Regenerative Medicine Cluster Initiative in BC

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Careers Column

Welcome to the BCRGEGMED Blog’s Quarterly Career Column! Here we will feature career profiles with scientific professionals in British Columbia.

In this issue, we interviewed Dr. Vincenzo Macri, Senior Scientist, Myogenic Group, STEMCELL Technologies.

Describe a typical day in your position? What are your day-to-day activities like?

Working in Research and Development is great because every day can be different. My role as a Senior Scientist and Team Lead of the Myogenic Group involves short and long-term planning of product development, working with a talented team of researchers, reviewing and presenting data, keeping up to date on current research, and collaborating cross-functionally with highly skilled groups such as Business Development, Sales, Quality Control, Process Development, Product Management and Marketing and Manufacturing. Our team goal is to make innovative, high-quality products to help scientists in the myogenic research community.

How did you arrive at your current position?

During my Post Doctoral Fellow at Massachusetts General Hospital and Harvard Medical School I developed expertise in genetics, stem cell and cardiomyocyte biology. As I neared the end of my Post Doctoral work, I had published, received funding, and presented at scientific conferences and was looking for new opportunities both in academia and industry. It was during an online job search that I saw a posting for a Scientist position in Cardiac Stem Cell Biology at STEMCELL Technologies. Being from Vancouver, I was familiar with STEMCELL Technologies and how their products help advance scientific research. As I read the job description, I became very excited as my education, training, and career interests all matched very well and submitted my application online soon after. I was contacted for interviews and was very happy to be selected for the position.

What are the working hours like? Are they mostly predictable?

My working hours are mostly from 9am to 5pm. There are occasions where my work can be outside these hours but for the most part, they are predictable.

How often do you travel for your job? Do you get to attend any conferences?

I usually travel 2-3 times a year for conferences. I usually attend cardiac specific conferences for example Keystone and American Heart Association (AHA) and have attended the International Society of Stem Cell Research (ISSCR).

What skill set or knowledge has been most helpful (or you wish you had) for your current position coming out of graduate training (Grad school or post-doc)?

The knowledge I have acquired throughout my academic training (Grad school and Post-doc) has all been helpful for my current position. In Grad school, I gained deep knowledge of cardiac ion channel biology and electrophysiology and during my Post-doc gained skills in human genetics, cardiac development and stem cell biology. Along the way I developed good laboratory, communication, and leadership skills. Taken together, both the knowledge and skills have been very helpful for my current position.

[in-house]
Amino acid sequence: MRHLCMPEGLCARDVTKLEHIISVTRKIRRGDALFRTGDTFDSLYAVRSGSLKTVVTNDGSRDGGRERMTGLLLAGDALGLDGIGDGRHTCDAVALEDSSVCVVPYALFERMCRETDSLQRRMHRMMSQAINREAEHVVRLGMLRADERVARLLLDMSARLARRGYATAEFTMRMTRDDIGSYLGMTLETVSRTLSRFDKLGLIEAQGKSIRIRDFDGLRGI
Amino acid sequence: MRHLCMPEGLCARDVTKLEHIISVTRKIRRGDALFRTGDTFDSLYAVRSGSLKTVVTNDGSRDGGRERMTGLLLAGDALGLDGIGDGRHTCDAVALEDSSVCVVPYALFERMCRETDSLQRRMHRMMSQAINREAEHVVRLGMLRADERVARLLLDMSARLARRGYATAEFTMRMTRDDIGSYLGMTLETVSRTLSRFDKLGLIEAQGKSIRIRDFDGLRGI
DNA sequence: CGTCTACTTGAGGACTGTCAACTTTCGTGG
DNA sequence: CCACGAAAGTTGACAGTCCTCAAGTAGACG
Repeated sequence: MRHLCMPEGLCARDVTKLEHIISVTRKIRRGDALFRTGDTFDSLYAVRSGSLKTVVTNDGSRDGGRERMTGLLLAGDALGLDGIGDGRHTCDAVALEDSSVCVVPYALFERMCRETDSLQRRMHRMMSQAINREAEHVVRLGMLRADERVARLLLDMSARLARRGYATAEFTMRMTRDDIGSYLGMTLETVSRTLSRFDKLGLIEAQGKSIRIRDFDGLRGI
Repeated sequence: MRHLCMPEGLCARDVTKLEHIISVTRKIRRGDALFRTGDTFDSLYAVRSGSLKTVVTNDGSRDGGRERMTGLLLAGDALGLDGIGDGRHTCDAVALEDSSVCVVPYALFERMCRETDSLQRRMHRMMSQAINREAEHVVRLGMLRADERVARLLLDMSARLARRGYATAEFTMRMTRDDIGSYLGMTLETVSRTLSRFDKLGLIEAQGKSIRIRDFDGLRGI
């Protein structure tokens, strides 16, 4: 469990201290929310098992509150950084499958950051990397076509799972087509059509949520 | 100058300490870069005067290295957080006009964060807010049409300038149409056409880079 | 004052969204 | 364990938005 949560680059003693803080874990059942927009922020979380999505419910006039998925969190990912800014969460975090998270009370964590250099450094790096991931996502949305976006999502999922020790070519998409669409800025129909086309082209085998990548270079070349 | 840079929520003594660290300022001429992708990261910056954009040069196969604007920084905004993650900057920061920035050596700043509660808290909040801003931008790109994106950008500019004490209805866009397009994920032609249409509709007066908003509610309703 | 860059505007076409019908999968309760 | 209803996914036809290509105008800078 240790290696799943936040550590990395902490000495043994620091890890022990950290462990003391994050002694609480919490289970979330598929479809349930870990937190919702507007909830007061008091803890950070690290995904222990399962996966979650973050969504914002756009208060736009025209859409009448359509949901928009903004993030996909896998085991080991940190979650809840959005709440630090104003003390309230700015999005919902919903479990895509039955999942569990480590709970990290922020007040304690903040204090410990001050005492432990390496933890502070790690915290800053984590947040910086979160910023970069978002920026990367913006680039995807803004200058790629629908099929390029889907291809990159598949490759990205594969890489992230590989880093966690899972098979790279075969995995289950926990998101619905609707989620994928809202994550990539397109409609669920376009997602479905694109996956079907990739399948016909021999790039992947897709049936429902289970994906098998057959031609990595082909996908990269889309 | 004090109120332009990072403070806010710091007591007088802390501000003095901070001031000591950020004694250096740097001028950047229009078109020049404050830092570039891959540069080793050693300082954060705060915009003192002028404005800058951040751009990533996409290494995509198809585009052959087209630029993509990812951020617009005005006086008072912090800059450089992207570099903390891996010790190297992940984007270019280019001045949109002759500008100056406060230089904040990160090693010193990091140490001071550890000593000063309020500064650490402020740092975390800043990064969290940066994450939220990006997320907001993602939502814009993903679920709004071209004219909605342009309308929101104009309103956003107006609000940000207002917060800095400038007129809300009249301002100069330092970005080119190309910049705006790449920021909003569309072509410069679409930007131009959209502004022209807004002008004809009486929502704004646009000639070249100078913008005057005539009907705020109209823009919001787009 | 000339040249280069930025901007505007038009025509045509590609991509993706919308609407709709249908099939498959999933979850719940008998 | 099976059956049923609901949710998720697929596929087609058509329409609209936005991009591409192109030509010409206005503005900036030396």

Do you work largely alone or as part of a team?

My activities require both independent and team work. An example of independent work would be reading research articles, analyzing data, writing abstracts. An example of team work at STEMCELL would be collaborating with Process Development to manufacture products.

How similar or different is your working environment now to that of academia/grad school? (they do not have to answer if they are in academia).

I think my working environment is similar to academia, however, our end goals are different. As an industry scientist, the skills and knowledge acquired in academia are used all the time, however, instead of producing novel, quality research papers, we produce innovative, quality products. I have found the transition to industry from academia to be smooth because of the overlap and that both require the process of discovery.

Do you get to publish?

We typically publish abstracts for scientific meetings and not full article manuscripts. In my case, I have published abstracts for ISSCR and AHA meetings.

What advice would you give to trainees who are interested in working in your field or in a similar position?

My advice would be to work on research projects that excite and motivate you. It’s important to have enthusiasm for your work and dedication to develop both lab skills and subject knowledge expertise. The ability to communicate your research and ideas as a clear story is also important. Taken together, I believe the above qualities will help trainees be better prepared for a successful transition into an R&D industry position.

Interview conducted by Sanam Shafaat Talab